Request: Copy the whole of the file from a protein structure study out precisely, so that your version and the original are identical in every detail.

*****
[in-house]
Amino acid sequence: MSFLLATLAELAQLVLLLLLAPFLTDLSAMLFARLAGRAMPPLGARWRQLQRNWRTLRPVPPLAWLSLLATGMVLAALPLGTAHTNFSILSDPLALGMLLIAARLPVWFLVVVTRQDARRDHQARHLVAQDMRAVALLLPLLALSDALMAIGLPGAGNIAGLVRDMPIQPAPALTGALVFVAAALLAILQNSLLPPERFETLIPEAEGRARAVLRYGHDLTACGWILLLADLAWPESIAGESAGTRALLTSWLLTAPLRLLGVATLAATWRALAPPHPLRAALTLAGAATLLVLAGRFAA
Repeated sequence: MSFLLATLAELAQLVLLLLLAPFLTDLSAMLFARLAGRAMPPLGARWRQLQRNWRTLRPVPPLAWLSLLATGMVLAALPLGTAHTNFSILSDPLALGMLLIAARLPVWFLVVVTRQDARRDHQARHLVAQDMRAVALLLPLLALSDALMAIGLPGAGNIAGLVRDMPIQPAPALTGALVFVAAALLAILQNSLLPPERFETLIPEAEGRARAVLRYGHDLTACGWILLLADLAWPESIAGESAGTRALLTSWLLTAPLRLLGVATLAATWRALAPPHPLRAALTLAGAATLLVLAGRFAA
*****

[in-house]
Amino acid sequence: MSFLLATLAELAQLVLLLLLAPFLTDLSAMLFARLAGRAMPPLGARWRQLQRNWRTLRPVPPLAWLSLLATGMVLAALPLGTAHTNFSILSDPLALGMLLIAARLPVWFLVVVTRQDARRDHQARHLVAQDMRAVALLLPLLALSDALMAIGLPGAGNIAGLVRDMPIQPAPALTGALVFVAAALLAILQNSLLPPERFETLIPEAEGRARAVLRYGHDLTACGWILLLADLAWPESIAGESAGTRALLTSWLLTAPLRLLGVATLAATWRALAPPHPLRAALTLAGAATLLVLAGRFAA
Repeated sequence: MSFLLATLAELAQLVLLLLLAPFLTDLSAMLFARLAGRAMPPLGARWRQLQRNWRTLRPVPPLAWLSLLATGMVLAALPLGTAHTNFSILSDPLALGMLLIAARLPVWFLVVVTRQDARRDHQARHLVAQDMRAVALLLPLLALSDALMAIGLPGAGNIAGLVRDMPIQPAPALTGALVFVAAALLAILQNSLLPPERFETLIPEAEGRARAVLRYGHDLTACGWILLLADLAWPESIAGESAGTRALLTSWLLTAPLRLLGVATLAATWRALAPPHPLRAALTLAGAATLLVLAGRFAA